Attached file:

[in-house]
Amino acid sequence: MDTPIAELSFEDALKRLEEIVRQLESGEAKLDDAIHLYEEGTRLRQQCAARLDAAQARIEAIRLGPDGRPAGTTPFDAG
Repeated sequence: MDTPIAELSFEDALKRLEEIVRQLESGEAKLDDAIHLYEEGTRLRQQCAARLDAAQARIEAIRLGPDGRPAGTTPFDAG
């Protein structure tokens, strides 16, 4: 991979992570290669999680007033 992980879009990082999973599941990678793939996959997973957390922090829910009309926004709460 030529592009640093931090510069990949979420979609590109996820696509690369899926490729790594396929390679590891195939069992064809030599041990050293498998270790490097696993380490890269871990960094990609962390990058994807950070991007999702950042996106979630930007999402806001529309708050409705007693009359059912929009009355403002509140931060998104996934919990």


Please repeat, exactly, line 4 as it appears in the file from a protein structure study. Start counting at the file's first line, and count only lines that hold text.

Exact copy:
């Protein structure tokens, strides 16, 4: 991979992570290669999680007033 992980879009990082999973599941990678793939996959997973957390922090829910009309926004709460 030529592009640093931090510069990949979420979609590109996820696509690369899926490729790594396929390679590891195939069992064809030599041990050293498998270790490097696993380490890269871990960094990609962390990058994807950070991007999702950042996106979630930007999402806001529309708050409705007693009359059912929009009355403002509140931060998104996934919990």